Wednesday, January 14, 2009

Patient Advocacy During Hospitalization

I have had three recent family situations which have gotten me heated up on the issue of the need for patient advocacy. Its not that care without advocacy is necessarily bad. Its just that, as I reflect on it, I'm not sure it CAN be adequate without someone sitting by the patient who cares at a deep level--whether this person is a friend, spouse, family member, whatever--who is able and willing to constantly advocate for the patient.

Briefly, my "three situations" are: 1) a wife who has Waldenstrom's, post bone marrow transplant, who is returning for chemotherapy after three years treatment free; 2) a daughter who is pregnant (separated from husband), living with us, who is receiving obstetric care; and 3) a disabled son who is currently hospitalized in a small community hospital 2 hours away.

So, here's the dilemma: Each of these patients has varying needs and abilities to "fend for themselves" in the health care system. One of them is totally disabled and, thus, without someone present is totally at the mercy of the "nurse of the day". One day, he had a nurse who was caring and attentive and, the next day, he had someone who seemed to be totally over her head and, although she thought she was doing a good job, was doing a terrible job of taking care of the basics, monitoring output, attending to basic hygeine, etc.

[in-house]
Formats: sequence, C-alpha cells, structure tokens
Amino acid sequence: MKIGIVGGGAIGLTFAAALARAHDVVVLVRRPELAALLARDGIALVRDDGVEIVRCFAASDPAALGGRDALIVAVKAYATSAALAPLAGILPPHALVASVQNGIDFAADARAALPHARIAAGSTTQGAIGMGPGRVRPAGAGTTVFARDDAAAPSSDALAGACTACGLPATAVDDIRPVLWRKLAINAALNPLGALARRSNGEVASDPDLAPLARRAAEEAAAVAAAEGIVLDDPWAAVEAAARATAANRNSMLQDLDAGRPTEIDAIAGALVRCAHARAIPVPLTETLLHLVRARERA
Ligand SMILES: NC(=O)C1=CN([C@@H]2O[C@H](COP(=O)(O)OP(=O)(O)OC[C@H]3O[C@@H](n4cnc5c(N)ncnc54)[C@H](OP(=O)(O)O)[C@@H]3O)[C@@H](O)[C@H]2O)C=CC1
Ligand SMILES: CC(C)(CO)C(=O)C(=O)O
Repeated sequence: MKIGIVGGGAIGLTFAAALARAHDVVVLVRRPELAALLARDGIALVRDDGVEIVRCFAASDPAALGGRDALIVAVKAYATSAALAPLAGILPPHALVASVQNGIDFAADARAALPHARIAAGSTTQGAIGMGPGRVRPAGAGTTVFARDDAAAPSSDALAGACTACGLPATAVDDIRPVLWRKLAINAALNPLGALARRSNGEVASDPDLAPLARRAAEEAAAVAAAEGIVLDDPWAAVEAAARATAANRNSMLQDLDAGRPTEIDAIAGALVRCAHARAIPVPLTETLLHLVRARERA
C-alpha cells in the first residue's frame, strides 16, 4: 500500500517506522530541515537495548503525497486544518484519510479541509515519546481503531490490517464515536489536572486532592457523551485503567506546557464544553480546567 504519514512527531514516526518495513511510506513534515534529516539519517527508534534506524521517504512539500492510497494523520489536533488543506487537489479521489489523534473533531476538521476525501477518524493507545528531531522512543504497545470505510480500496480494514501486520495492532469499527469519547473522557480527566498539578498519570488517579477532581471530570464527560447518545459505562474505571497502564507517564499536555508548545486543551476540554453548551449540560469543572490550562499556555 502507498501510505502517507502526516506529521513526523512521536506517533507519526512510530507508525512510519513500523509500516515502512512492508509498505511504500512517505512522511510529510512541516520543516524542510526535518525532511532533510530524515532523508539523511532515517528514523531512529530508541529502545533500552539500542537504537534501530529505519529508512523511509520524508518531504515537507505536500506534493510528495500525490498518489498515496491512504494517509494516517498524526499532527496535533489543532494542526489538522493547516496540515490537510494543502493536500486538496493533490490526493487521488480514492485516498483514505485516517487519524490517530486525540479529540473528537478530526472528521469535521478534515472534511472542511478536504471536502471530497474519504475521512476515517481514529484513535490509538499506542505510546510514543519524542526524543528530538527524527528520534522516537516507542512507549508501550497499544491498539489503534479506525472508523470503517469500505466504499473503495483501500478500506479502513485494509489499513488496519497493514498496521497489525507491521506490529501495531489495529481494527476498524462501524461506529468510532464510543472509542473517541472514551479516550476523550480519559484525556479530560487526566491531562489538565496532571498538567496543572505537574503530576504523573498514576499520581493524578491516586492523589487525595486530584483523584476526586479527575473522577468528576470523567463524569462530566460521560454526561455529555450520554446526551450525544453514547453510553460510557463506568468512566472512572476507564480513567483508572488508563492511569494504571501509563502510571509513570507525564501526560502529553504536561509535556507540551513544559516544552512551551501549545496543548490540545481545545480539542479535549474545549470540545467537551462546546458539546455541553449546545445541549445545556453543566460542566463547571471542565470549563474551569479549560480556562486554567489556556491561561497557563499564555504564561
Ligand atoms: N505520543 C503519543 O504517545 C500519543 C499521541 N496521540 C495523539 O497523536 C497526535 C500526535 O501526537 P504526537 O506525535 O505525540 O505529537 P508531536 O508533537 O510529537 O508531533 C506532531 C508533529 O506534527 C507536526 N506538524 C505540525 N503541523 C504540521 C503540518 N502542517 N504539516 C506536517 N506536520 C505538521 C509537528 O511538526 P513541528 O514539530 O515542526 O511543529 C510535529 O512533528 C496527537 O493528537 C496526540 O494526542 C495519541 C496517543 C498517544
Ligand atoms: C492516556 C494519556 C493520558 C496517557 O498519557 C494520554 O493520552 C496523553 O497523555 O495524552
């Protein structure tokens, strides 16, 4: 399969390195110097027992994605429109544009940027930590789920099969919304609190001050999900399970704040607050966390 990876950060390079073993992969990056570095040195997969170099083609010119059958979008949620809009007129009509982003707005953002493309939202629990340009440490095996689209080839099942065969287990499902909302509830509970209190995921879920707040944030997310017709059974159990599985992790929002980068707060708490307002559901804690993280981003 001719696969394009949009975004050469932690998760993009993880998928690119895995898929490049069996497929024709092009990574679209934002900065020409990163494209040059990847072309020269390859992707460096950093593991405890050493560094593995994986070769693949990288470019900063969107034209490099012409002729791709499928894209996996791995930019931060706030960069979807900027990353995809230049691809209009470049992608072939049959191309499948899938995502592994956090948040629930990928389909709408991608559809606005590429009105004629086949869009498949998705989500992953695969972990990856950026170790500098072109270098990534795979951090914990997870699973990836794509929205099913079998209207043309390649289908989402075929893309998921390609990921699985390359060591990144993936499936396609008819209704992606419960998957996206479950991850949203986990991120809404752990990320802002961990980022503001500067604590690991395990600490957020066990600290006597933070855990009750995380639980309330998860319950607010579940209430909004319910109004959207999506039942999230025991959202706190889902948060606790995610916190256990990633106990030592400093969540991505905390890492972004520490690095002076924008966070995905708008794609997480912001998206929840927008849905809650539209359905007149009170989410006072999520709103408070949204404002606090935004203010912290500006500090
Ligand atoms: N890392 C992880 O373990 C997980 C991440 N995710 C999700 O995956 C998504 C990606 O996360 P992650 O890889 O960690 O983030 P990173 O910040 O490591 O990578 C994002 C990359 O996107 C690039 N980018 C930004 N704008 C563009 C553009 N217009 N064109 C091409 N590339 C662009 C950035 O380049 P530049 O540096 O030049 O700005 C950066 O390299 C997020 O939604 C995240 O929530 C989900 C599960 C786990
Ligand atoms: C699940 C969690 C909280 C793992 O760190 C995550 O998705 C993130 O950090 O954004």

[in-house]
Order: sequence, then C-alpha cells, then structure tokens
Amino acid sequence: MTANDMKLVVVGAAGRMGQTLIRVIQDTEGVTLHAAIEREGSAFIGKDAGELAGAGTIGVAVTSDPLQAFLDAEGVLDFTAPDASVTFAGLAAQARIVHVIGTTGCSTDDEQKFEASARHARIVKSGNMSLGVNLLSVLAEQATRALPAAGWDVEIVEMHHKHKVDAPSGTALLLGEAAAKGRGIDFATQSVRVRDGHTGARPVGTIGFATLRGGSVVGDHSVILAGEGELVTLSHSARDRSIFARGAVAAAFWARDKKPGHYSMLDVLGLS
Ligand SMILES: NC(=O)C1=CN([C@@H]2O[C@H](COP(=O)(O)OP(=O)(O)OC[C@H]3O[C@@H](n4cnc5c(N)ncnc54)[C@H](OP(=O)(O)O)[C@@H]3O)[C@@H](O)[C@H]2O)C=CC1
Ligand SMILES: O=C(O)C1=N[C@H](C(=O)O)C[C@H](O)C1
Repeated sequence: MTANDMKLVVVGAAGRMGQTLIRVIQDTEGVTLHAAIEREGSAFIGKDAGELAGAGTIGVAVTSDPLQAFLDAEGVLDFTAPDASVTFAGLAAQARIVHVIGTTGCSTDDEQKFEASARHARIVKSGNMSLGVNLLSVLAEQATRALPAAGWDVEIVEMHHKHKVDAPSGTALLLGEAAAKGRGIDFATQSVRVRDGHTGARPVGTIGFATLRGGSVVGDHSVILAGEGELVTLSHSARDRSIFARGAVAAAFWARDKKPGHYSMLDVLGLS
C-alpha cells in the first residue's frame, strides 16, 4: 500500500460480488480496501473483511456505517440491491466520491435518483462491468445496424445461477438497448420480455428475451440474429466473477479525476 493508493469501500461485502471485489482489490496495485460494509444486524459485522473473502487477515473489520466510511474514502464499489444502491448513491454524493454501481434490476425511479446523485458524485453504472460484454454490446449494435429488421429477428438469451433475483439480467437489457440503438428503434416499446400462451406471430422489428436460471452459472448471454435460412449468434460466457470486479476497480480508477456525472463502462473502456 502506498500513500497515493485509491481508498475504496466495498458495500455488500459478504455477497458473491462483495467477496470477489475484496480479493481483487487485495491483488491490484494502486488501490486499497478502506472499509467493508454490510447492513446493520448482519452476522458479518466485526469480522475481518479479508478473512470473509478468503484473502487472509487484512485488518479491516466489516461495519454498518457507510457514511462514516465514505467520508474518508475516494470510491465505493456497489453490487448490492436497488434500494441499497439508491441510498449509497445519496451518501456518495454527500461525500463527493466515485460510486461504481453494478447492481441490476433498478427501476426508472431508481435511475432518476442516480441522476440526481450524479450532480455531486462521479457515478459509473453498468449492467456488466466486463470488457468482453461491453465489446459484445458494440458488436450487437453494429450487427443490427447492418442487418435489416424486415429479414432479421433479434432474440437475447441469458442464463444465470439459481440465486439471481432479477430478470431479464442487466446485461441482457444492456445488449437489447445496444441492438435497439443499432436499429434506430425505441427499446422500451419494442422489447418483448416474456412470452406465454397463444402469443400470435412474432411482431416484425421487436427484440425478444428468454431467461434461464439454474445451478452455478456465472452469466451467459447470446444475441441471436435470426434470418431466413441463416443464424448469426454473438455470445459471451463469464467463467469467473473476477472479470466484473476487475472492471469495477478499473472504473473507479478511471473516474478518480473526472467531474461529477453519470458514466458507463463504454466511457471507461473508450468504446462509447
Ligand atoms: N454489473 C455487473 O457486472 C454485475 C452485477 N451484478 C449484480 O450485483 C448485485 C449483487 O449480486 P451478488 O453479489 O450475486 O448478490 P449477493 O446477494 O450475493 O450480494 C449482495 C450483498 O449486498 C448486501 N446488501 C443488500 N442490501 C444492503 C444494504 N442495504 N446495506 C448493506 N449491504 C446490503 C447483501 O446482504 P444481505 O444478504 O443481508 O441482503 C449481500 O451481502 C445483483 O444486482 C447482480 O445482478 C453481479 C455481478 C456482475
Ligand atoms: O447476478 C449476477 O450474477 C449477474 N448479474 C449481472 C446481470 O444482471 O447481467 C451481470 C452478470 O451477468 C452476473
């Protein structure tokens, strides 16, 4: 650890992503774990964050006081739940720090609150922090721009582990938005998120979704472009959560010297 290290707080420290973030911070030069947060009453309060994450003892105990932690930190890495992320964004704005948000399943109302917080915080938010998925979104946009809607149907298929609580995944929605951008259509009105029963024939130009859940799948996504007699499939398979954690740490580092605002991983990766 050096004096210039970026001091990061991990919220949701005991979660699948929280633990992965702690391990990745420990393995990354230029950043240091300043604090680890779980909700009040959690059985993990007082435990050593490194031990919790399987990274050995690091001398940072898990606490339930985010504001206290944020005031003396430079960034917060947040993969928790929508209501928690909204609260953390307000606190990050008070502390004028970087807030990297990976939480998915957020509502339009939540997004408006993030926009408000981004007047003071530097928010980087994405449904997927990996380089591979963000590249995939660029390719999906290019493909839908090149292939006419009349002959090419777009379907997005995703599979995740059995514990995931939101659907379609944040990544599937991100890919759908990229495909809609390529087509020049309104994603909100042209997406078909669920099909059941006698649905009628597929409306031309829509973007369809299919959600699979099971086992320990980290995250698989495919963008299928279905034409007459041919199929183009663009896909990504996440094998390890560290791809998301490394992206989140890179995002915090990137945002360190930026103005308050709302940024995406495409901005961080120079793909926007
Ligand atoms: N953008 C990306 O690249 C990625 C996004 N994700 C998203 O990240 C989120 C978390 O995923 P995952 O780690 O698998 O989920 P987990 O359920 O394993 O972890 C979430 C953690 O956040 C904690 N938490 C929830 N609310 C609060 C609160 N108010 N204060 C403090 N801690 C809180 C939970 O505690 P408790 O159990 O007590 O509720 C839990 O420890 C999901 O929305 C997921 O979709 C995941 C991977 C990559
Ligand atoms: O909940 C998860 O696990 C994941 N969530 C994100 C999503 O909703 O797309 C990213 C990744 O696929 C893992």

So, I have been involved in a varied and fairly active advocacy role in each of these three situations and it is not an exagerration to say that none of them would have received optimal care without it.

What do advocates do and how does that impact the patients' care? Here is a brief list:
1. Assess the patient's physical comfort level and provide little necessities, body position adjustments, etc.
2. Double check all medications administered to make sure they are what has been ordered, in the right doses, and given at the right time.
3. Ask about key lab results and, if possible, keep copies and, if necessary, ask for interpretation from nurse or doctor.
4. Ask questions, questions, questions: is it time for the catheter to be taken out? If not, when? Is the IV leaking? When is discharge planned? What are the plans for discharge medications? When is the follow up appointment? And so on...

But, in spite of the importance of physical presence and asking questions, I am convinced that the mere presence of a "caregiver and advocate" changes the fundamental dynamics of a hospital care situation. It not so subtly gives a message that "we are watching what you are doing and will ask you if we have any questions or concerns about what is happening"?

It is not even fair to say that hospital caregivers intentionally neglect patients who don't have bedside advocates. I believe it is just that they are spread thin and stressed and, in many instances, need our help to meet the needs and priorities of the patient...

So, don't hesitate to serve as strong advocates for your hospitalized relatives!

Your comments and opinions are always welcome.


Brenda said...